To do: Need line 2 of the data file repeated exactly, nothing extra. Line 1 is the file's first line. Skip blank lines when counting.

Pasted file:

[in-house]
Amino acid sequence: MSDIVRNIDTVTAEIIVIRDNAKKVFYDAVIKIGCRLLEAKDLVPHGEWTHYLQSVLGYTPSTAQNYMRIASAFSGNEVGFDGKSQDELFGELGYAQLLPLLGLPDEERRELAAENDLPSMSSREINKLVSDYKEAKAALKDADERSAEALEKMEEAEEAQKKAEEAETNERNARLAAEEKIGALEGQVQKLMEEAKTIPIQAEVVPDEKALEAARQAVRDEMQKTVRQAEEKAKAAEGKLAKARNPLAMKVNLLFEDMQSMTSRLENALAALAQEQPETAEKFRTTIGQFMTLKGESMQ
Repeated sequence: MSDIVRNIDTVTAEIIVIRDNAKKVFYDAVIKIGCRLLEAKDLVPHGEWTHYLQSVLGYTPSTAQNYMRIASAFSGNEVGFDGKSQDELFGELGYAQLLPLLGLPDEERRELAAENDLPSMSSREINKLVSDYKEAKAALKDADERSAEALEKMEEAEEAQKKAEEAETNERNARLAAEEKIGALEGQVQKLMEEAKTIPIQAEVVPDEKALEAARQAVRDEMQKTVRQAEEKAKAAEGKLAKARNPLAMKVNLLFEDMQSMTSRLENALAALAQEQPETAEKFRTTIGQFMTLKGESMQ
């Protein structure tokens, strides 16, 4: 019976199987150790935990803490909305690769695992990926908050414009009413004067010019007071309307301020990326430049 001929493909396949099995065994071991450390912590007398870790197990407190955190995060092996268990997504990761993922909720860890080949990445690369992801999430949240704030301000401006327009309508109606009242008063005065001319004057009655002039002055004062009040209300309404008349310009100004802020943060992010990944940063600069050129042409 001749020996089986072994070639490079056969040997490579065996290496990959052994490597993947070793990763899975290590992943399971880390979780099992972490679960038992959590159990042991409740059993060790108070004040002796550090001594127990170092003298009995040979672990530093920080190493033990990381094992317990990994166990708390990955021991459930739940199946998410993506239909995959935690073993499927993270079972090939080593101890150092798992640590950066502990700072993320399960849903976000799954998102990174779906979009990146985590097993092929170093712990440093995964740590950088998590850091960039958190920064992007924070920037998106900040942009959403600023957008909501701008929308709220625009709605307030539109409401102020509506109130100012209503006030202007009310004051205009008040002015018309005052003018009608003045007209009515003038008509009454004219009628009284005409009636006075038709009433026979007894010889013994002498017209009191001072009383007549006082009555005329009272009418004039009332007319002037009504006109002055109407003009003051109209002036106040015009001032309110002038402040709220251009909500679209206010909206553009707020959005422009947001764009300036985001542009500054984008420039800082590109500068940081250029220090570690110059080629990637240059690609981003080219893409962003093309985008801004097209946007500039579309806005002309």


Amino acid sequence: MSDIVRNIDTVTAEIIVIRDNAKKVFYDAVIKIGCRLLEAKDLVPHGEWTHYLQSVLGYTPSTAQNYMRIASAFSGNEVGFDGKSQDELFGELGYAQLLPLLGLPDEERRELAAENDLPSMSSREINKLVSDYKEAKAALKDADERSAEALEKMEEAEEAQKKAEEAETNERNARLAAEEKIGALEGQVQKLMEEAKTIPIQAEVVPDEKALEAARQAVRDEMQKTVRQAEEKAKAAEGKLAKARNPLAMKVNLLFEDMQSMTSRLENALAALAQEQPETAEKFRTTIGQFMTLKGESMQ